PROLOGUE – LUCIFER AND CHORUS.
SOLO AND CHORUS ... ... ... „Hasten, hasten“
SCENE I – PRINCE HENRY, LUCIFER AND CHORUS.
SOLO... ... ... ... ... “ I cannot sleep“
DUET ... ... ... “ All hail, Prince Henry“
SOLO (and Chorus of Female Voices) “ Through every vein“
SCENE II – ELSIE, URSULA, PRINCE HENRY AND CHORUS.
INTRODUCTION AND SOLO ... ... “ Slowly, slowly“
CHORUS ... ... Evening Hymn – “ O gladsome Light“
DUET ... ... ... “ Who was it said Amen ?“
SOLO... ... ... ... “ My Redeemer and my Lord“
SCENE III – ELSIE, PRINCE HENRY, LUCIFER AND CHORUS.
DUET ... ... ... „Onward and onward“
CHOEUS“) ... ... ... „Me receptet Sion illa“
SOLO ) ... ... ... ... „Here am I too“
SOLO... ... ... ... ... „It is the sea“
SOLO AND GHOBUS ... ... „The night is calm and cloudless“
SCENE IV – ELSIE, PRINCE HENRY, LUCIFER AND CHORUS. ENSEMBLE ... ... ... ...“My guests approach“
SCENE V – URSULA AND A FOBESTEB.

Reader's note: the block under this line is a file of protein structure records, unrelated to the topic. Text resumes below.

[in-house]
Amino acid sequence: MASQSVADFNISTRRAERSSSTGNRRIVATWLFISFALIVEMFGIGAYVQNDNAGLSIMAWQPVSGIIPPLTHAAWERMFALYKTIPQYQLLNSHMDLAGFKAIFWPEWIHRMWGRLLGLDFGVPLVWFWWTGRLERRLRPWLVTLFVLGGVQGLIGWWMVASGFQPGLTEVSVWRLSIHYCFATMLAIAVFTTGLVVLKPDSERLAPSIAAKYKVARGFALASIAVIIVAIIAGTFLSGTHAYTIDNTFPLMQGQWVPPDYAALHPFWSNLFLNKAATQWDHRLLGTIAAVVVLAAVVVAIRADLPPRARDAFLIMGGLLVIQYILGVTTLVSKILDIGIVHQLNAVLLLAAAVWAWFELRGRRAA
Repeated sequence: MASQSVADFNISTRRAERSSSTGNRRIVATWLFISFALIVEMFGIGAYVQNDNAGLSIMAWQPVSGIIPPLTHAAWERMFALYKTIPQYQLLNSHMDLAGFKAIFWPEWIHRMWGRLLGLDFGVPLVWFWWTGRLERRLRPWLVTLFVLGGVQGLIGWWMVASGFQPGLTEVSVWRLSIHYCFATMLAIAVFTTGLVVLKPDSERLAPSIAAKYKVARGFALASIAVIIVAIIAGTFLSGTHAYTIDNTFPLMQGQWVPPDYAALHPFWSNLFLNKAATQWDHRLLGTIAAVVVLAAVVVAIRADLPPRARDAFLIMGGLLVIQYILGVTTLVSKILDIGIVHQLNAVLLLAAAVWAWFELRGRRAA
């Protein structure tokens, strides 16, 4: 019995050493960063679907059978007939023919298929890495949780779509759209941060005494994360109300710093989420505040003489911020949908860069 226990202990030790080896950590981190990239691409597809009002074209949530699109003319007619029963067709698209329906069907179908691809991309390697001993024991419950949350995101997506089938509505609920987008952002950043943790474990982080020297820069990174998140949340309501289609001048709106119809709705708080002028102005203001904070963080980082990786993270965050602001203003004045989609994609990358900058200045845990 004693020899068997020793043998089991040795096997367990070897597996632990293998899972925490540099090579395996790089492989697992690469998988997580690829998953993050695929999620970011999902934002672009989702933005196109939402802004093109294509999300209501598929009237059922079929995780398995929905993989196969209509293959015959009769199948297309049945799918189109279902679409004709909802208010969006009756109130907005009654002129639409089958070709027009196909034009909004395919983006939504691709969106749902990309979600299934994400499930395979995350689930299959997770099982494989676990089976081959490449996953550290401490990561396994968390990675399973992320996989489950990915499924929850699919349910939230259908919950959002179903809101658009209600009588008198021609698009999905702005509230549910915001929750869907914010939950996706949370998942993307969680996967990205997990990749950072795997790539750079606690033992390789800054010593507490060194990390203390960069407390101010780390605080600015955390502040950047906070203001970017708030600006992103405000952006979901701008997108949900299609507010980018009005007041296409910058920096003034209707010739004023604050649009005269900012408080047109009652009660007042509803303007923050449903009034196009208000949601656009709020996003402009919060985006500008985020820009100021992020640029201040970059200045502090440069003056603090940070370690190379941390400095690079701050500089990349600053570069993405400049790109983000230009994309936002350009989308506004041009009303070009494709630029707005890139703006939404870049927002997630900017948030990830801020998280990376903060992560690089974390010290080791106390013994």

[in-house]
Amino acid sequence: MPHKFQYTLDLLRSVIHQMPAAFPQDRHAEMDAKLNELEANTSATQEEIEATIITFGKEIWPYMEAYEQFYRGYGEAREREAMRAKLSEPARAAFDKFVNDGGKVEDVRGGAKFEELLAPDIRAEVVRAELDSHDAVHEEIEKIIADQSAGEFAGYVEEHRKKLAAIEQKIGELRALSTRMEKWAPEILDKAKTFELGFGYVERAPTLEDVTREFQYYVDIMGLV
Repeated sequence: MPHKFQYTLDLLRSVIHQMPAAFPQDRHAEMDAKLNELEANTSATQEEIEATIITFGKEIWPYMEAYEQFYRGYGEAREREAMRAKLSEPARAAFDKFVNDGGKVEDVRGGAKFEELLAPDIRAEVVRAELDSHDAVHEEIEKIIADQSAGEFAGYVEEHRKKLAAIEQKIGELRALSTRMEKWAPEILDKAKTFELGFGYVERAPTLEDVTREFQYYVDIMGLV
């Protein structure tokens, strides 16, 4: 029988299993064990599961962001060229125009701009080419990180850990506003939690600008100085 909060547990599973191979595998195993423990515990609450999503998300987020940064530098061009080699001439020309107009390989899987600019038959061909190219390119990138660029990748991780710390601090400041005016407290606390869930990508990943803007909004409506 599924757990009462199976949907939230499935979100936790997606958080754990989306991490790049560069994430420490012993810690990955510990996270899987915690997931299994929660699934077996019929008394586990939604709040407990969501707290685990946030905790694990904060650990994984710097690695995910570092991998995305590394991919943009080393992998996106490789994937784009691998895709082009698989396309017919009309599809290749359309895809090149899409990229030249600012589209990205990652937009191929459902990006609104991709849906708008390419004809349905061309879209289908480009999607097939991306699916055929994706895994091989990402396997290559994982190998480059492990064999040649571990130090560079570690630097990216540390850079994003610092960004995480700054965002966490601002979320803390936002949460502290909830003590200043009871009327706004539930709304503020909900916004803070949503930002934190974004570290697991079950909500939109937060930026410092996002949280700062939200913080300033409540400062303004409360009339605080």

KECITATIVB ... ... ... ... „Who is it coming“
SOLO... ... ... “ Virgin, who lovest the poor and lowly“
SCENE VI – ELSIE AND PRINCE HENRY. DUET ... ... ... ... “ “We are alone“
EPILOGUE. CHORUS ... ... ...“ God sent His messenger, the rain“
PBINCE HENRY, of Hoheneck, lying sick in body and mind at his Castle of Vantaberg, on the Rhine, has consulted the famous physicians of Salerno, and learned that he can be cured only by the blood of a maiden who shall, of her own free will, consent to die for his sake. Regarding the remedy as impossible, the Prince gives way to despair, when he is visited by Lucifer, disguised as a travelling physician. The Fiend tempts him with alcohol, to the fascination of which he ultimately yields in such measure as to be deprived of place and power, and driven forth as an outcast.